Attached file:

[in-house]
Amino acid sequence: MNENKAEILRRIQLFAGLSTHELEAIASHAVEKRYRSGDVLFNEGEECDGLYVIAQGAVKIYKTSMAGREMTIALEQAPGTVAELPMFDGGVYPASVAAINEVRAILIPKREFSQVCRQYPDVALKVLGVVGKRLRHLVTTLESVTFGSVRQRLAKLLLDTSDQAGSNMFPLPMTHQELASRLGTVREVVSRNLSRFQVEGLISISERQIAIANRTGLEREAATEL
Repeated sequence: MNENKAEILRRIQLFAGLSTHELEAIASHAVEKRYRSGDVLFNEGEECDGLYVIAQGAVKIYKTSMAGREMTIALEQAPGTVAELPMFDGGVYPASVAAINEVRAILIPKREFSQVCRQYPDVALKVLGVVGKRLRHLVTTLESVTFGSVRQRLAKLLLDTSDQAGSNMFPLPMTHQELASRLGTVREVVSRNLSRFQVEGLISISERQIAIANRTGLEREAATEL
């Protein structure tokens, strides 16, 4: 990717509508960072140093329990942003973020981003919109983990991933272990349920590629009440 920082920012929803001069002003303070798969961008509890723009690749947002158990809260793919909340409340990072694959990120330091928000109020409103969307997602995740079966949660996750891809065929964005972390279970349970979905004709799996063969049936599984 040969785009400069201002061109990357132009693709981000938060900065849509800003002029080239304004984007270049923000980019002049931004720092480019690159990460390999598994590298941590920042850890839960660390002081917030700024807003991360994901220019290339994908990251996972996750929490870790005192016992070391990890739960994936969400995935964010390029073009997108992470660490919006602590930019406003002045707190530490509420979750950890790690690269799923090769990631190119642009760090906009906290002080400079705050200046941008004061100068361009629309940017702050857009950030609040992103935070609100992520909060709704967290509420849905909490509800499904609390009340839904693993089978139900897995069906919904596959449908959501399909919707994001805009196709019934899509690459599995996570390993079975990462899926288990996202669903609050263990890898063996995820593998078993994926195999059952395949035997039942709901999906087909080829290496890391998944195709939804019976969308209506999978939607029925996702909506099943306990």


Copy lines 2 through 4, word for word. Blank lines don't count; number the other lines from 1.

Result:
Amino acid sequence: MNENKAEILRRIQLFAGLSTHELEAIASHAVEKRYRSGDVLFNEGEECDGLYVIAQGAVKIYKTSMAGREMTIALEQAPGTVAELPMFDGGVYPASVAAINEVRAILIPKREFSQVCRQYPDVALKVLGVVGKRLRHLVTTLESVTFGSVRQRLAKLLLDTSDQAGSNMFPLPMTHQELASRLGTVREVVSRNLSRFQVEGLISISERQIAIANRTGLEREAATEL
Repeated sequence: MNENKAEILRRIQLFAGLSTHELEAIASHAVEKRYRSGDVLFNEGEECDGLYVIAQGAVKIYKTSMAGREMTIALEQAPGTVAELPMFDGGVYPASVAAINEVRAILIPKREFSQVCRQYPDVALKVLGVVGKRLRHLVTTLESVTFGSVRQRLAKLLLDTSDQAGSNMFPLPMTHQELASRLGTVREVVSRNLSRFQVEGLISISERQIAIANRTGLEREAATEL
């Protein structure tokens, strides 16, 4: 990717509508960072140093329990942003973020981003919109983990991933272990349920590629009440 920082920012929803001069002003303070798969961008509890723009690749947002158990809260793919909340409340990072694959990120330091928000109020409103969307997602995740079966949660996750891809065929964005972390279970349970979905004709799996063969049936599984 040969785009400069201002061109990357132009693709981000938060900065849509800003002029080239304004984007270049923000980019002049931004720092480019690159990460390999598994590298941590920042850890839960660390002081917030700024807003991360994901220019290339994908990251996972996750929490870790005192016992070391990890739960994936969400995935964010390029073009997108992470660490919006602590930019406003002045707190530490509420979750950890790690690269799923090769990631190119642009760090906009906290002080400079705050200046941008004061100068361009629309940017702050857009950030609040992103935070609100992520909060709704967290509420849905909490509800499904609390009340839904693993089978139900897995069906919904596959449908959501399909919707994001805009196709019934899509690459599995996570390993079975990462899926288990996202669903609050263990890898063996995820593998078993994926195999059952395949035997039942709901999906087909080829290496890391998944195709939804019976969308209506999978939607029925996702909506099943306990």